The Stroz Friedberg Cyber Brief

  FEATURED STORY            

MONDAY, MARCH 19, 2018


The Trump administration issued an alert last Thursday saying that “Russian government cyber actors” had for at least two years been penetrating U.S. critical infrastructure, including energy, nuclear, water, aviation, and manufacturing facilities. While the hackers did not sabotage or shut down systems guiding plant operations, cybersecurity experts say they could have. U.S. intelligence agencies reportedly became aware of the attacks in late 2016. The Department of Homeland Security and the FBI first alerted utility companies last June.

Last week’s notification is the first time the Trump administration formally named Russia as the culprit behind the attacks. It coincided with a decision by the Treasury Department to impose sanctions on several Russian individuals and groups, including Moscow’s intelligence services, for meddling in the 2016 U.S. presidential election and other cyberattacks. (NYT, Bloomberg, Reuters)


Adrian Lamo: The 37-year-old hacker best known for breaching computer networks at the New York Times and other major corporations, and for reporting the Army whistleblower Chelsea Manning to the U.S. authorities, has died. Cause of death was not immediately known. (Guardian)


Saudi Hack: Experts say that an unattributed cyberattack on a Saudi petrochemical company last August was most likely intended to cause an explosion that would have killed people, but a bug in the attackers’ code inadvertently shut down the plant’s production systems. (NYT)

Chinese Botnet: Security researchers say that a Chinese malware operation is currently building a massive botnet of nearly 5 million Android smartphones. (Bleeping Computer)


Equifax: Federal prosecutors charged former Equifax executive Jun Ying with insider trading, alleging that he profited from confidential information about the massive breach last year. (WaPo)

Crypto Scheme: A federal court has halted the activities and frozen the assets of four people who allegedly promoted illegal cryptocurrency schemes. Analysts say the case marks the FTC's latest effort to stem a wave of deceptive activity in the digital currency world. (WaPo)

  ON THE HILL                                    

Mueller Probe: The special counsel’s office has reportedly subpoenaed the Trump Organization to turn over documents related to Russia and other topics. It’s the first known instance of Robert Mueller’s team demanding records directly related to President Trump’s businesses. (NYT)

Sex-Trafficking Bill: The U.S. Senate is expected to debate controversial legislation this week that would help prosecutors and victims sue websites that have facilitated the internet sex business. The House passed a version of the bill last month. (WSJ)


AI: The Center for a New American Security is creating a task force of former U.S. officials, academics, and representatives from private industry to explore how the federal government should embrace artificial intelligence and cooperate more effectively with tech companies. (NYT)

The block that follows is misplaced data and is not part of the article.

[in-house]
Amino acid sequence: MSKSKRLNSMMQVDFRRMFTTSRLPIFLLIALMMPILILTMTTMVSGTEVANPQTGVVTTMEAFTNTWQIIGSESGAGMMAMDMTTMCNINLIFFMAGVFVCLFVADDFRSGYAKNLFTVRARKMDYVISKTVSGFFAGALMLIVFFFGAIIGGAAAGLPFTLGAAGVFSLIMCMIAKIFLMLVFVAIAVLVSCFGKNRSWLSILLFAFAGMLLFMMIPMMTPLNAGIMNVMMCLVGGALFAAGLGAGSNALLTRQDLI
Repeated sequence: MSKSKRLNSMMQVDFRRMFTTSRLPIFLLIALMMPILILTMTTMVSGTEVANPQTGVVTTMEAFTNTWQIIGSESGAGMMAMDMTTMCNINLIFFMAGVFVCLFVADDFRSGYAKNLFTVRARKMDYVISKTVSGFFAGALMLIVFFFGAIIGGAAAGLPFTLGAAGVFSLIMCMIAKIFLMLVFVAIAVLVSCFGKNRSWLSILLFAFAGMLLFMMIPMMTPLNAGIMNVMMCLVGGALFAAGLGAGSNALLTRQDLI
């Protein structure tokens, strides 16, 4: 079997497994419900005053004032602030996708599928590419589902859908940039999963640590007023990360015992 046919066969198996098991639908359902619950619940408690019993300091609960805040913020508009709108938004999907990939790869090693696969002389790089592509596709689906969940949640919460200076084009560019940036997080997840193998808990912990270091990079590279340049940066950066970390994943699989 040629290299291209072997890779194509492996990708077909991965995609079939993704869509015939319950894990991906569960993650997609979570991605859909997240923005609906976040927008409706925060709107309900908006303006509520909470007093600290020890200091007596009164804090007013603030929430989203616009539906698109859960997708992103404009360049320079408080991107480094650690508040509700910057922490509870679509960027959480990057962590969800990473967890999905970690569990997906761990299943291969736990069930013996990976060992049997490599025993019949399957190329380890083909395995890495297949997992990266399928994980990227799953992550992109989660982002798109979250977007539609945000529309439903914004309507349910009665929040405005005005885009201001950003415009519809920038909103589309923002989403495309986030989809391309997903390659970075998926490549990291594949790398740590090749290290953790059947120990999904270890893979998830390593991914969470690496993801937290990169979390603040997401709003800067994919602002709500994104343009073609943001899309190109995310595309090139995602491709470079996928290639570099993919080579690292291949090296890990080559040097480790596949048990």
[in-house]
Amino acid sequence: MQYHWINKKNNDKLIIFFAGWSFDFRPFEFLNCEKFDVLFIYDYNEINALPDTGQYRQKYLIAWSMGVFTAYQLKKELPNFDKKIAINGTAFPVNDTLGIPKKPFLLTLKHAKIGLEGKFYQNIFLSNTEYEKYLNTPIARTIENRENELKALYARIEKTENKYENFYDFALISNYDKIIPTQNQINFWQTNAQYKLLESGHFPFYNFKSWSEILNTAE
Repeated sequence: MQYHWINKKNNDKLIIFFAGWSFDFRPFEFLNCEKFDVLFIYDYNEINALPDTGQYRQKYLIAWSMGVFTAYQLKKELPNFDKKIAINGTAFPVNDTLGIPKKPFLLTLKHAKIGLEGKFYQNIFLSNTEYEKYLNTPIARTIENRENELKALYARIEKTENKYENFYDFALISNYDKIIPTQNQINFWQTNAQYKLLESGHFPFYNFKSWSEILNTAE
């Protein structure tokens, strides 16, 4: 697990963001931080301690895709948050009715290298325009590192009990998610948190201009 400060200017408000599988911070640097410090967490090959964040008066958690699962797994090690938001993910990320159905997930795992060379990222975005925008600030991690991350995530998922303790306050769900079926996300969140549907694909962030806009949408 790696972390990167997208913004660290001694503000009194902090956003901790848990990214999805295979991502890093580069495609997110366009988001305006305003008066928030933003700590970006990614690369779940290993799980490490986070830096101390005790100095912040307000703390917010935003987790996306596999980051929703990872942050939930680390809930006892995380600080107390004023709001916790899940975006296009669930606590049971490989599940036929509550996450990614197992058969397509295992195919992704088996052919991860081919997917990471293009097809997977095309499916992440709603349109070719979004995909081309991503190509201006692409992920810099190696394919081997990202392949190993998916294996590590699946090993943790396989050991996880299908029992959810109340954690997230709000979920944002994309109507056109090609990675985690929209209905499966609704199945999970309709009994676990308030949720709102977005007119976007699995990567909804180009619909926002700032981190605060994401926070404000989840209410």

PRIVATE SECTOR                             

Facebook: The social media company is once again at the center of a political firestorm, this time over how it manages third-party access to its users’ information. Facebook said Cambridge Analytica, a firm with ties to the 2016 Trump campaign, improperly kept data for years despite saying it had destroyed those records. (WSJ, FT)


Broadcom: The company officially withdrew a $117 billion takeover bid for rival chipmaker Qualcomm last Wednesday, two days after President Trump blocked the acquisition effort on national security grounds. (NYT)

Coca-Cola: The beverage company is partnering with the U.S. State Department to launch a project using blockchain to create a secure registry for workers that will help fight forced labor worldwide. (Reuters)

  THE WORLD                                     

China: Technology giants Baidu, Alibaba, and Tencent are trying to elbow their way into the auto industry, marketing subscriptions to features like shared autonomous vehicles and high-speed mobile internet. (WSJ)

France: The country's finance minister said the government is preparing legal action against Google and Apple for anticompetitive business practices against local startups. (AFP)


Meet the Data War Whistleblower: “In 2014, Steve Bannon – then executive chairman of the ‘alt-right’ news network Breitbart – was Wylie’s boss. And Robert Mercer, the secretive US hedge-fund billionaire and Republican donor, was Cambridge Analytica’s investor. And the idea they bought into was to bring big data and social media to an established military methodology – ‘information operations’ – then turn it on the US electorate,” writes Carole Cadwalladr for the Guardian.


Cyberattacks: The Risks of Pricing Digital Cover: “Cyber cover has become one of the fastest-growing parts of the global insurance industry. Attacks such as NotPetya — which hit Merck — along with WannaCry and individual incidents such as the huge data loss at Equifax reported last September, have brought home to companies the potential costs of a cyber attack. They are responding by buying insurance in ever greater numbers,” writes Oliver Ralph in the Financial Times.

How Russia Meddled in Its Own Elections: “Even more important for Putin is that this election marked the culmination of his nearly two-decades-long project to control information in Russia and manipulate Russian society. Now, Putin has proven beyond any doubt that the Russia he has built is his and his alone,” writes Alina Polyakova in the Atlantic.


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